I have always loved the process, the journey. This book (Tyrants and Lederhosen), more than ever, is about a journey shared, not taken alone. The editing process of this book turns out to have been a more challenging journey than I could have imagined. Questioning my choices rather than relying on my intuition has taken me to places that not only question me, but confront my sense of judgment, my sense of choice, my sense of resolution.
I met Paul Solberg over seven years ago, shortly after finishing work on my book Exhibitionism. Exhibitionism was edited by my good pal and friend, Calvin Klein. He walked me through my work in a way that I never had done before. Calvin is someone known for his sense of personal style. This style was a signature of the fashion empire he founded. Sometimes it is easy to blur the line between individual and icon. I asked Calvin the individual to help me on Exhibitionism, because I think of Calvin first as an individual, (always my mantra with friends who happen to be famous). Being the friend that he is, Calvin shared his time, experience and unique sensibility with me. It was an amazing experience.
I had also just come back from a trip to Lanzorate, Spain. I met Paul Solberg through our friend, Stephen Kinsella, who I ran into one afternoon in the West Village, my neighborhood in New York. Through my enthusiasm for travel in general, and Lanzorate in particular, Paul and I connected. We began our travels together, visiting Lanzarote soon after. This was the start of our journey, our conversation as photographers. In the beginning it was just sharing adventures, trips, experience, and it grew into a photographic love affair. I had met someone who enjoyed the journey, the trip, the experience as much as my self.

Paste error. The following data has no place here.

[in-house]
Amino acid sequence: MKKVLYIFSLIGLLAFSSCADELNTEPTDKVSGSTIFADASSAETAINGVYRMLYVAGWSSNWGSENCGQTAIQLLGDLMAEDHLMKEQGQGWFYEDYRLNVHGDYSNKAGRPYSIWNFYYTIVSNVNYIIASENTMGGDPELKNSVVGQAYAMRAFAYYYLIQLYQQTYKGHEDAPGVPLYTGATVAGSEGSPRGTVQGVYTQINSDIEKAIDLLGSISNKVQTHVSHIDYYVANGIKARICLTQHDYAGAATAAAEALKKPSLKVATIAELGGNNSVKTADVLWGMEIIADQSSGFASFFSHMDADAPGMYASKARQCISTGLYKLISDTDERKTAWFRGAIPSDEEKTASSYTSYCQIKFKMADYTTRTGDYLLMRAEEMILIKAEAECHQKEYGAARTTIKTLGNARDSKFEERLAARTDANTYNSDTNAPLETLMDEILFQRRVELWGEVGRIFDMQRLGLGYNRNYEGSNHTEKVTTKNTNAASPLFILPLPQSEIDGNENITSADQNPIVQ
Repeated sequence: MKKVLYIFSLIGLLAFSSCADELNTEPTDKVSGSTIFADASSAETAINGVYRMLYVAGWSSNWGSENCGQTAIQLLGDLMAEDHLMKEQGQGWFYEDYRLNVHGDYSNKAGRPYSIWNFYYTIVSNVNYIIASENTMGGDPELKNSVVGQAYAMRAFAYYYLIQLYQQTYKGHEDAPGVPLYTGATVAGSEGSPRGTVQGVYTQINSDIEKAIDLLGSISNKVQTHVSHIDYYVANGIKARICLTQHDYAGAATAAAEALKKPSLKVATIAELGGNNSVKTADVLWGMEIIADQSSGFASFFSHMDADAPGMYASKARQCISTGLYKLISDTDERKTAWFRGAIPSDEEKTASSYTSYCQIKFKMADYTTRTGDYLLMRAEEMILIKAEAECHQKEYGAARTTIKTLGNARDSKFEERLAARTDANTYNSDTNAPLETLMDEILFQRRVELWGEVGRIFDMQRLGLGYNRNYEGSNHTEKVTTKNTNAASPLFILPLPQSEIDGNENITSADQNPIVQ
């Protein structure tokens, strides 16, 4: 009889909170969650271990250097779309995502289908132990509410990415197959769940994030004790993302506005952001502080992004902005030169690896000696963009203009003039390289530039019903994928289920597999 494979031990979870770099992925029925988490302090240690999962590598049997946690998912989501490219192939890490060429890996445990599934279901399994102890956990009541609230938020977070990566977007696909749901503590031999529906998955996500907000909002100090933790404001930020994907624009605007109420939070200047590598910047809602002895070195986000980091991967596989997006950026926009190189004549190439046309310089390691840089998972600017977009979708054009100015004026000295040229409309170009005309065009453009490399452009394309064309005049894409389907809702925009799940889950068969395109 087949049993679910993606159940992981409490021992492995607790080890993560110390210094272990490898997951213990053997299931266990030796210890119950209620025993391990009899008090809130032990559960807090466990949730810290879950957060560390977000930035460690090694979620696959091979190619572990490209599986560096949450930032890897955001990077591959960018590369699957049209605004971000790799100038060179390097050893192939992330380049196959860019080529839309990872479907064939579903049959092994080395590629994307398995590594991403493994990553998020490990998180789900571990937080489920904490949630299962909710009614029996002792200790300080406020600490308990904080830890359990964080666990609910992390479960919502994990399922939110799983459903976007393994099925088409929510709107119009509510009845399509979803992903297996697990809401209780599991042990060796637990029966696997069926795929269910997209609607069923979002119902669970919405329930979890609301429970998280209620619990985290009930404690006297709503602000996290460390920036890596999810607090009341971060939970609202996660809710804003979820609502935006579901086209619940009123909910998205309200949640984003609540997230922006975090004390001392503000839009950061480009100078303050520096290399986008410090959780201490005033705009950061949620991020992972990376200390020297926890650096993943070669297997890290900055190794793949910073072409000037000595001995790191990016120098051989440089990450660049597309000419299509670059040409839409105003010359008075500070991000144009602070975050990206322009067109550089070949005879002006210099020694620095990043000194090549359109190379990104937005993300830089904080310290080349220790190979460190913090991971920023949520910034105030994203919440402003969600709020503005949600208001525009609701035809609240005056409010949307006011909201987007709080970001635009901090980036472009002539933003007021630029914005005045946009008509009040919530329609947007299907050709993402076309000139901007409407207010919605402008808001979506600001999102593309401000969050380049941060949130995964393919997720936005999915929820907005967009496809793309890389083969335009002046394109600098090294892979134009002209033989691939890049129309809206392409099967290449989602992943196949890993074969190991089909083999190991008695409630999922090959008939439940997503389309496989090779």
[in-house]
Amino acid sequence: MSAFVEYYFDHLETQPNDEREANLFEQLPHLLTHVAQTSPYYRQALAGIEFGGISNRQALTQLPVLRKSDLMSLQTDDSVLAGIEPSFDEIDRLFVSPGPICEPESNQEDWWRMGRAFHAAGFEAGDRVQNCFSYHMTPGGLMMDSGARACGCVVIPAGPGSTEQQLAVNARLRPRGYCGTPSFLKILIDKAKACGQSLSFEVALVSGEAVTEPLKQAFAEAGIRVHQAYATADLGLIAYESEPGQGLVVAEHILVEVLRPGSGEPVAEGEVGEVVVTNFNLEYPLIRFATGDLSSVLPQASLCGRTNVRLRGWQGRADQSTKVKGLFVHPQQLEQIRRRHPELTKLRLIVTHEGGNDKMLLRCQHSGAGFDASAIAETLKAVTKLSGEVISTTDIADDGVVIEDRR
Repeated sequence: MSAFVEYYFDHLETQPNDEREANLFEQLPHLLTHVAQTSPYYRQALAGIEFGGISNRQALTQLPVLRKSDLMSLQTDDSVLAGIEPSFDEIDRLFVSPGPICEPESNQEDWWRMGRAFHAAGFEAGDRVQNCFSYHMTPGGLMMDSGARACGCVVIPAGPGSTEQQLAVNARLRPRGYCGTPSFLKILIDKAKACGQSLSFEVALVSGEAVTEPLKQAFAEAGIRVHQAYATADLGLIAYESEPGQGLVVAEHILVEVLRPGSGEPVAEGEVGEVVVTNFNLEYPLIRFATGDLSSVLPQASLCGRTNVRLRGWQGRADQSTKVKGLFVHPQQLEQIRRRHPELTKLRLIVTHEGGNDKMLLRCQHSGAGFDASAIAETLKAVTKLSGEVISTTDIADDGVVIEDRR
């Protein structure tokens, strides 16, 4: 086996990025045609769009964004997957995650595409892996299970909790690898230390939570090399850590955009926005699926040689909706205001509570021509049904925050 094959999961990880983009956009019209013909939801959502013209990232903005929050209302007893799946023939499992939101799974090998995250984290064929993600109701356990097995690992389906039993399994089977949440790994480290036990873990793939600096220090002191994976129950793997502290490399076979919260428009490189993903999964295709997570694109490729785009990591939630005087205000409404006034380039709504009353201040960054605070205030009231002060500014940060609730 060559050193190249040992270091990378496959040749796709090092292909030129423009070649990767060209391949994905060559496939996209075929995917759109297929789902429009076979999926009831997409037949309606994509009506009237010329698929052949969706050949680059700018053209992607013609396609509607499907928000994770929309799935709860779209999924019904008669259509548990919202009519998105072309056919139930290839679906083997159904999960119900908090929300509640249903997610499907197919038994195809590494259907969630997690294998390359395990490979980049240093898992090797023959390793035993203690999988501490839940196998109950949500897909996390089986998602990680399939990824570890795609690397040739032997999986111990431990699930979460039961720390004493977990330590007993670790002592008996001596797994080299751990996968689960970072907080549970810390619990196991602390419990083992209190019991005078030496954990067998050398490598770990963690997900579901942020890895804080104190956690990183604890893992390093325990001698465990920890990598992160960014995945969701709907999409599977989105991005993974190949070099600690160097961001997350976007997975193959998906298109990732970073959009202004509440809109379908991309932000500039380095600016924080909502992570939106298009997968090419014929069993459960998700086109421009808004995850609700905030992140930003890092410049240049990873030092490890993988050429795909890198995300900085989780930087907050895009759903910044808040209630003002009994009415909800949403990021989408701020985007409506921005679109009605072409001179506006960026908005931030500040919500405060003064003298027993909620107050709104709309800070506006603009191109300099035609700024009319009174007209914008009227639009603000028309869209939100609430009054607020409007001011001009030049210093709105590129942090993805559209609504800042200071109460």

Paul began to share my studio space, and one day while I was proofing large prints from my book Equipose, (collected photographs I'd taken of horses stabled by friends such as Kelly Klein and Agatha Ruiz de La Prada), Paul happened to be in the process of proofing some of his large format flower images. His flowers were spread out around the studio next to my horses. Just like that. It was all so natural, all so beautiful, just right, without the self-conscious strain of commitment, but the sense of the moment, the sense of now. It was the beginning of what later was to become the art duo known as The Hilton Brothers. This book is intended to show the progression, the growth, the work from the beginning up to the very present.
Working with Paul on this project has been intense. High hopes and expectations have been met with raised voices, frustrations, and lots of good meals together. There have also been quiet moments when vision is restored. This kind of experience doesn't happen every day. It has been a long time, maybe back to the time of Andy Warhol, or Malcolm Forbes, or maybe even that moment at Chateau Balleroy in Normandy, France when I was doing a portrait of Elizabeth Taylor. We stared into each other's eyes, and it was that moment again.
I recognize now that in these moments of collaboration we humans compromise, we share. When I ask the question "Why", these moments answer "Because".
Christopher Makos, New York City, 2011